Past Opinion Articles
Article for the week of 11/26/05
French Attempt to Reenact
By, Grey Events
Some might call it moronic, others might say it was a waste of time and
money, still others claim it is the single most ineffective exercise in
historical reinvention since China claimed that Tibet invited them in
for a tea party and that they’re just too embarrassed to leave until they’ve
paid the bill for dessert.
Anyone calling it smart or interesting has to be on the wildest drugs
in existence and needs to share with the rest of us
The French, looking for a morale booster after riots that highlighted
the long hidden social issues within their nation and resulted in what
is now going to be a record high year of surrenders – to themselves no
less – have decided that the best thing to do would be to refight the
Napoleonic naval battle at Trafalgar and win this time.
The world reaction is best summed up as “WTF?”, nowhere more so than in
England itself, where the British Navy’s official reaction was “why bother”.
This indicates that French hopes that Lord Nelson could somehow be present
and be defeated are going to come to naught.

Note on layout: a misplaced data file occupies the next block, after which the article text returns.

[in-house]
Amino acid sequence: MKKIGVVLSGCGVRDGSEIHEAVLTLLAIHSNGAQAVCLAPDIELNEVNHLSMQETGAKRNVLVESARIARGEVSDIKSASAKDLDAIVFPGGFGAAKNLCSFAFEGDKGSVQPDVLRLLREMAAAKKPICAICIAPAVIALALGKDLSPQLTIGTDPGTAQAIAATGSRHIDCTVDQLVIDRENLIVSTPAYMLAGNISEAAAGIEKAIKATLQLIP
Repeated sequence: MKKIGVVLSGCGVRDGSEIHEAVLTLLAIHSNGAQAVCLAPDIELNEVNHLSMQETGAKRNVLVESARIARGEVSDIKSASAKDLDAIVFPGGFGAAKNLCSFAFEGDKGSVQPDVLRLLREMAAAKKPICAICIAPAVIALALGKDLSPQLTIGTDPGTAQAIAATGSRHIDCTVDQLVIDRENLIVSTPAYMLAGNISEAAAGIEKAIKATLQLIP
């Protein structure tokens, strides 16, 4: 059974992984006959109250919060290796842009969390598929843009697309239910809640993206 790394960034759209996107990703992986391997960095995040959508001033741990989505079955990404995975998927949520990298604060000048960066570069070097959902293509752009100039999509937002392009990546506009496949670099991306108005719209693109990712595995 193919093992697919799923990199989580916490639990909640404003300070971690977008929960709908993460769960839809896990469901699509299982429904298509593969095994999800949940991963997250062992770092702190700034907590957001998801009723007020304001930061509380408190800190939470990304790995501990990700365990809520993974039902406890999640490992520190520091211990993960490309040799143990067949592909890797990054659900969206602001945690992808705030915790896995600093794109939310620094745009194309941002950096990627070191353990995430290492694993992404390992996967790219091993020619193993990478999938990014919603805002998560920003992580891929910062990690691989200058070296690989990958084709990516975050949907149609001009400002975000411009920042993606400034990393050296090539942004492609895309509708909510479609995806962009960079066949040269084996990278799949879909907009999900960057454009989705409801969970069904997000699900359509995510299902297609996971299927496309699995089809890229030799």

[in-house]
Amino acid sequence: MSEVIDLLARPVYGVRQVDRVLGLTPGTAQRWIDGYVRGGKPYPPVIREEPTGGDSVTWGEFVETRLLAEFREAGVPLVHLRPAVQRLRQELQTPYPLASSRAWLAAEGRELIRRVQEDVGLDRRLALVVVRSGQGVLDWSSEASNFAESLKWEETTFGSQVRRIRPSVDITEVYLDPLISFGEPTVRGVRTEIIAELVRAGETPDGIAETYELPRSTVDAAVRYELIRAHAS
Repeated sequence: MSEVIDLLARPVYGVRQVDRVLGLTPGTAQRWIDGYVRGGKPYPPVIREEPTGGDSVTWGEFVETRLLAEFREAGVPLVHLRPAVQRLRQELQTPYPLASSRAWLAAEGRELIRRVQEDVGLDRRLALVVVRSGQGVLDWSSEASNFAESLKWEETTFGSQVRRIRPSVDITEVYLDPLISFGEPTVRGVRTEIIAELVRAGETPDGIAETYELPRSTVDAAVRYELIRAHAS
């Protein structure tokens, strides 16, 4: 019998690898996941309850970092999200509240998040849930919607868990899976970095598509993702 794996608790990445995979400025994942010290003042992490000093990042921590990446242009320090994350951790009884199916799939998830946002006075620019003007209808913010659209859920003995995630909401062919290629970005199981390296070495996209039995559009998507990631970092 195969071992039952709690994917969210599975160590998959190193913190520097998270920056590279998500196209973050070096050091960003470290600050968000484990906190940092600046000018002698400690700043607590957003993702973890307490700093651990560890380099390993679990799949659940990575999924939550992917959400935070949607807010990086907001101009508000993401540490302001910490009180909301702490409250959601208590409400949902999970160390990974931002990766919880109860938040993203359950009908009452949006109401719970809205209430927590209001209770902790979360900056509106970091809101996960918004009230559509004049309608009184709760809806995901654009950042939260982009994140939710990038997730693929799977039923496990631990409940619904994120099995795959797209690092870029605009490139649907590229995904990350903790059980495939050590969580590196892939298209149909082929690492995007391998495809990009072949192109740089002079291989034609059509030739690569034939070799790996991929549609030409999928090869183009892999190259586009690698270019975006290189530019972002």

The average French citizen on the street is not much more enthusiastic.
This appears to be yet another hairbrained government scheme to shift
attention away from failing policies by focusing on military endeavors,
just like that thing in Antarctica no one wants to talk about.
Nevertheless preparations continue in French harbors as the navy stages
exercises and drills to prepare for battle.
Special preparations include the dying of anything that could remotely
be used as a flag red or green, the provision of just enough fuel to get
out there but not back to ensure no retreat, and various vicious threats
at all officers of captain rank and higher which the French government
has largely denied, stating that everyone there was Friends.
Though the French are determined to win this time there are a number of
difficulties that Paris seems to be ignoring.
The first major stumbling block is their allies, the Spanish.
The original battle contained a reluctant Spanish fleet fighting alongside
the French when they would have preferred to be fighting against the French.
This time around the Spanish are even more reluctant, and are thoroughly
confused as to why they are mobilizing their fleet at all.
Another problem is that the British still maintain one of the finest navies
in the world, easily beating anything up to three continental European
navies can field. Adding to this is that they know exactly what is going
to happen, as the French are sure the same tactics will work this time.
Of course these are minor compared to the main issue: What exactly would
the French do if they won?
While it’s hardly a plausible outcome French victory must be considered,
and the possibility of further aggression consisting of one element of
the EU warring with another element could be disastrous.
But what are we thinking, it’s the French.